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Editor’s note: To mark the 75th Anniversary of World War II, interviews were conducted with living veterans. This is one in an ongoing series.

Al Stoddard was a week out of high school when he enlisted in the U.S. Army, following his two older brothers into the War. He served in the Army from 1944-1947 with the 71st Infantry.

Stoddard arrived at Le Havre, France in January 1945 where they trained at Camp Old Gold. The embarkation camps at Le Havre were named for cigarette brands: Lucky Strike, Pall Mall, Wings, Home Run, Herbert Tareyton, Twenty Grand and Philip Morris. After arriving, Stoddard’s unit was loaded into box cars to travel east to the front lines. The 71st crossed into Bavaria after the Battle of Remagen.

Stoddard served as part of an anti-tank regiment, manning a 57mm gun. The division was in Stein, Austria when the war ended. They spent the summer with a gun squad every 200 yards with Russian soldiers across the river. Stoddard recalls the situation was dire for locals with very little food to eat and people stayed alive the best they could.

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From left: Don Stoddard, Robert Stoddard, Edwin Stoddard, Millie Stoddard (Mother), Alan Stoddard and Edward Stoddard (Father).

Stoddard was the youngest of four sons. His older brothers Eddie and Bob served in the war as well.

Bob served with a photo company in London. He was assigned to a unit at Oxford University, working for the British Admiralty, preparing detailed maps of the coast of France from aerial photography. The maps helped with the Allied Invasion.

Al received a visit from Eddie when he was working as a guard in Dillingen, Germany.

“I had just got off guard duty and went to bed in the monastery we were living in at the time,” Stoddard said. “I felt a tug at my leg and awoke to see Eddie.”

The older Stoddard had a week leave and came from Passau, Bavaria. Al said his brother and his buddy could stop at bases along the way to get gas and meals.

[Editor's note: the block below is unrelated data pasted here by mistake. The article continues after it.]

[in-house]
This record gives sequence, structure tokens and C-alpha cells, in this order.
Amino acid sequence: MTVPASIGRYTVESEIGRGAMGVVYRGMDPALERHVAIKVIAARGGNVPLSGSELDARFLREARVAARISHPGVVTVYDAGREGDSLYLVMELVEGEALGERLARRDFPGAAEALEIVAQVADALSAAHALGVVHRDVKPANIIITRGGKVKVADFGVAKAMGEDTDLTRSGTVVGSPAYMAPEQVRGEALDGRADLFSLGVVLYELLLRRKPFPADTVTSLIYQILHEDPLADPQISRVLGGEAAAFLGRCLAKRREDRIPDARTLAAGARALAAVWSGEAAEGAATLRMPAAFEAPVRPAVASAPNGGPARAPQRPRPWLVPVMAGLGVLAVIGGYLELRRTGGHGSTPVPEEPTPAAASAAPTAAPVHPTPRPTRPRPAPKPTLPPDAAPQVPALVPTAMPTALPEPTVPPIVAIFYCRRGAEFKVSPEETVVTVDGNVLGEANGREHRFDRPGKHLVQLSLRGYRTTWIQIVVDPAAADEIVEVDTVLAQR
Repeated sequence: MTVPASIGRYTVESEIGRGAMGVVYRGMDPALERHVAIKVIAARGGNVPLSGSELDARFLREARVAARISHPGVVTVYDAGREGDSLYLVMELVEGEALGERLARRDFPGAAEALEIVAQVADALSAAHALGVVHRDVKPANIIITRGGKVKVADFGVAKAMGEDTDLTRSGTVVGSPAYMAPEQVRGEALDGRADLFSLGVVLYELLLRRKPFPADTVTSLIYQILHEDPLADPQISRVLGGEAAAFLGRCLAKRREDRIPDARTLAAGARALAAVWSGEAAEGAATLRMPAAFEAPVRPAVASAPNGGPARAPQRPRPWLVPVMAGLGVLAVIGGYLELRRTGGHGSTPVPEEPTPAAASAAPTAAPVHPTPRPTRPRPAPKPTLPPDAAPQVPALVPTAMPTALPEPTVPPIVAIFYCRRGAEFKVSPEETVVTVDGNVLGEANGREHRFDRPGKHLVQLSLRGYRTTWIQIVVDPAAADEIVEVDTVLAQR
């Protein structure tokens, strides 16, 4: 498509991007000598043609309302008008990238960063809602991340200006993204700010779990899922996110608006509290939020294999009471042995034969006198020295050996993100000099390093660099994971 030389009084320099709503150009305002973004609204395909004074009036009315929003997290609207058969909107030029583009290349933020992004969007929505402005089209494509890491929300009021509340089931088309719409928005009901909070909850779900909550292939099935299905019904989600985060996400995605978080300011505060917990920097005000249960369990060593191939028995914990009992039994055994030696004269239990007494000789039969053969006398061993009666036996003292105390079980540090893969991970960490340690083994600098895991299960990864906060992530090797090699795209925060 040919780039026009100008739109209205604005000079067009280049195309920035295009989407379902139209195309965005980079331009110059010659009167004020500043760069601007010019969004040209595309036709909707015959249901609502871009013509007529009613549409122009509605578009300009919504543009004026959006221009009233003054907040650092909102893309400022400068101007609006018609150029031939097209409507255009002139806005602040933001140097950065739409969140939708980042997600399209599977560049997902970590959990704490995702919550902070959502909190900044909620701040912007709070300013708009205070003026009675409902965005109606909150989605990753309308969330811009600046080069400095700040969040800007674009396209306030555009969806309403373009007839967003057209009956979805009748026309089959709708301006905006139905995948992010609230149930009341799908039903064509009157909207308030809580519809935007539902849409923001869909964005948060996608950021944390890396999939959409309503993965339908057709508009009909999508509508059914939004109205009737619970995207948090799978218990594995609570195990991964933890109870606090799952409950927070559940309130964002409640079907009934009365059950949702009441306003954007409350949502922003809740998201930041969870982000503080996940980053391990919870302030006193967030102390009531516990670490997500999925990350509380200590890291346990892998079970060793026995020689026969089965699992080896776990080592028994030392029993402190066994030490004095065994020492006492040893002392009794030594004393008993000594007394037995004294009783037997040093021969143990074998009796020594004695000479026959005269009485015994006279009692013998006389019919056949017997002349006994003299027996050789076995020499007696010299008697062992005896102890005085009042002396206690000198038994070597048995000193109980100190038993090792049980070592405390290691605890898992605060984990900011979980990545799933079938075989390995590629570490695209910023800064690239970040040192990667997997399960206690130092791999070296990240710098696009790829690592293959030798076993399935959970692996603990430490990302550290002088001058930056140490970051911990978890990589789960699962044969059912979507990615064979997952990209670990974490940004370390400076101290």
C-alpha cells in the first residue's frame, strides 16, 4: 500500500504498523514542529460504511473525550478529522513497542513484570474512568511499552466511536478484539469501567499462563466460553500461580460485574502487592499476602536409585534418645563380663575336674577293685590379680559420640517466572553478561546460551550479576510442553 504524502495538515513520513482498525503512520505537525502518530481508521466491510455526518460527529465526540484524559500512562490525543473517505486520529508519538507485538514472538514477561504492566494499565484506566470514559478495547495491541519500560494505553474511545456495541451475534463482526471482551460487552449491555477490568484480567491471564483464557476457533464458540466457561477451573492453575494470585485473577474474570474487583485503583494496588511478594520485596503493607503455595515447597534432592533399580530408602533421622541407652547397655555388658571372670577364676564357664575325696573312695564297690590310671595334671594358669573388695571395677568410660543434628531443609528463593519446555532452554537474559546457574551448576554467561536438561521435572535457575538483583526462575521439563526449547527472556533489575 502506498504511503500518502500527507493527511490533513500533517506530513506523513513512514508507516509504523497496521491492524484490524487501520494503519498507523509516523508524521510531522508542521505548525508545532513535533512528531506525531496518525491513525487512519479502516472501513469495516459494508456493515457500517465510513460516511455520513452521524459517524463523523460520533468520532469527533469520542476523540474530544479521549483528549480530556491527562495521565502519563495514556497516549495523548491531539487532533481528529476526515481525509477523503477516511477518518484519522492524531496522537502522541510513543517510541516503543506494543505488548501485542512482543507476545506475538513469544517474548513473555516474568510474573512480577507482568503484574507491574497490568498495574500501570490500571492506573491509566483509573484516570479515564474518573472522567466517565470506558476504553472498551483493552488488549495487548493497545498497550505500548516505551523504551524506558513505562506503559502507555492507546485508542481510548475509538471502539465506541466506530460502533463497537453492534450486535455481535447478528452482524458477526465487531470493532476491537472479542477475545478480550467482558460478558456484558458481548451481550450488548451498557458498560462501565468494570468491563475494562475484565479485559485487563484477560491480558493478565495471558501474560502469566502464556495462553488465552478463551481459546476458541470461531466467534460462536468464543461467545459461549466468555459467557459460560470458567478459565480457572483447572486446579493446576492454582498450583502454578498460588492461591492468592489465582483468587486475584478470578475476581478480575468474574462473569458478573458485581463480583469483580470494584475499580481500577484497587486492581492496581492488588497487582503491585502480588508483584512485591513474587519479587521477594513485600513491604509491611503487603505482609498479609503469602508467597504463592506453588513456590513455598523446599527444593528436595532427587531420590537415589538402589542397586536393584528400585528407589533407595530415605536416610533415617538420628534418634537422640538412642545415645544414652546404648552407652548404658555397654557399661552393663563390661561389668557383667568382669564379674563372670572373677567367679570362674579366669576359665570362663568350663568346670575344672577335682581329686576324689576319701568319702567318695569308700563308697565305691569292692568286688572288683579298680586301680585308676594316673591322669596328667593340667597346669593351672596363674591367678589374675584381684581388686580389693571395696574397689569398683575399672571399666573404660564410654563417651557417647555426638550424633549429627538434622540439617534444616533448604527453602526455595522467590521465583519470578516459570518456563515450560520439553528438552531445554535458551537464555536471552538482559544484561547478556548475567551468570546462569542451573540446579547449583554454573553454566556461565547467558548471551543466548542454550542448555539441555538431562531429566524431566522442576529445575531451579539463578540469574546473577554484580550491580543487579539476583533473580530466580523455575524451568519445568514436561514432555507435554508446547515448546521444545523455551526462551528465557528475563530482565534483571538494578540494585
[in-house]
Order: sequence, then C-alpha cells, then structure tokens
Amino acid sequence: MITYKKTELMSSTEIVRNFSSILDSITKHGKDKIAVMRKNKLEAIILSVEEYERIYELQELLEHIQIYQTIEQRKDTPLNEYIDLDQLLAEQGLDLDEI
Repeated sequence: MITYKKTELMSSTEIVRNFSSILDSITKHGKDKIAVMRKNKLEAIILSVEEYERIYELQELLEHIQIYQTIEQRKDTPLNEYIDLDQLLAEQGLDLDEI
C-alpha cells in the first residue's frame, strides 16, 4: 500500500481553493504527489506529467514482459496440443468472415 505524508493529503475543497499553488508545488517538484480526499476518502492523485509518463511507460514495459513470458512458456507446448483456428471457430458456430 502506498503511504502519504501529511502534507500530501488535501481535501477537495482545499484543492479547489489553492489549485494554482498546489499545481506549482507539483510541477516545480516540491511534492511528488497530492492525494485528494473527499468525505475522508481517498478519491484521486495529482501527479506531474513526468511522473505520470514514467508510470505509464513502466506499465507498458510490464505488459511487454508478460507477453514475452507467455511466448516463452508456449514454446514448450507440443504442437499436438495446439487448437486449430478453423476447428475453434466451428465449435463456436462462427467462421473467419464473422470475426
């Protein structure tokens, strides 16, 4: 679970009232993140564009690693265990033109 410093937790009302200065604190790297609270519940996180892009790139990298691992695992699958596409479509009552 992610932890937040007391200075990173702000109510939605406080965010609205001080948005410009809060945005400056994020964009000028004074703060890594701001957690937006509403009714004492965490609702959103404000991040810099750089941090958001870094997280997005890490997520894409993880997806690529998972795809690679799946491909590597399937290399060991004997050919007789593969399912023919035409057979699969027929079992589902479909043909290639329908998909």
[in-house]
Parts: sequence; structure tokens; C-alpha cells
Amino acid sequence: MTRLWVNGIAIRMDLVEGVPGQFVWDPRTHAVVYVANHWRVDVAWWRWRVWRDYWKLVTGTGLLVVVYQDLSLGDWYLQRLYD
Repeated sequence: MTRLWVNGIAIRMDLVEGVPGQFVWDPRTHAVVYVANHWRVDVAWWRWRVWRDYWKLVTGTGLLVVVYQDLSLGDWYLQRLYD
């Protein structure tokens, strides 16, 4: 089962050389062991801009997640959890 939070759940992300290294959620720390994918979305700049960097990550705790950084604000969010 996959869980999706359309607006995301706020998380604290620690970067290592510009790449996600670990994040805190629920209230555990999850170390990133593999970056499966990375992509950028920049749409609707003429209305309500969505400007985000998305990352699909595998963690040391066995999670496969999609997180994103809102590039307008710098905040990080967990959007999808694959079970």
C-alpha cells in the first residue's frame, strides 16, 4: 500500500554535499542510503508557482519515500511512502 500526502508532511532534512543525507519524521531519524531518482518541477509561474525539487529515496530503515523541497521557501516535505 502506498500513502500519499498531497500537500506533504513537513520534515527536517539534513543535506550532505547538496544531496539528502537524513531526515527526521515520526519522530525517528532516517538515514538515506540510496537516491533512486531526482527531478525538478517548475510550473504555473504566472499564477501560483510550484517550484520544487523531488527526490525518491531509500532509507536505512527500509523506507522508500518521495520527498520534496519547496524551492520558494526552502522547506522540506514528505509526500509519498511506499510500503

After the war ended, divisions were being broken up and everyone was anxious to return home. Departures were based on a point system. During this time many of the soldiers were encouraged to reenlist.

Stoddard didn’t have points to return home and reenlisted with the promise of being home by Christmas, 1945. One of his fondest memories is walking through the front door of his parent’s home in Decorah, Iowa at 8 a.m. Christmas Day.

Al’s father owned a tire recapping and vulcanizing business in Decorah. On Fridays, he had a route he would drive to pick up tires at service stations. Stoddard’s mother made a point of going along so she “wouldn’t be alone if she received a telegram from the War Department.”

After a 60 day leave, Al returned to Europe and spent the remainder of his time on guard duty, first guarding German prisoners of war. “There were 12 GIs and 500 German soldiers,” he said. In Sept. of 1946, he joined the 787th Military Police Battalion and served in Paris, living on the second floor of a department store. His enlistment ended in April 1947.

He returned to his hometown of Decorah, Iowa and enrolled in Luther College. At college, he met Beatrice Johnsrud. They married Sept. of 1948.

Al taught business education, shorthand and typing in Boyceville and Washburn before coming to Amery in 1965 where he served as principal for 20 years, retiring in 1985.

Al and Bea had three sons: Greg, Scott and Christen. Christen died in 1985, Bea died in 2017. The couple have seven grandchildren and nine great grandchildren.

Now 94, Stoddard lives at River Bend in Amery.

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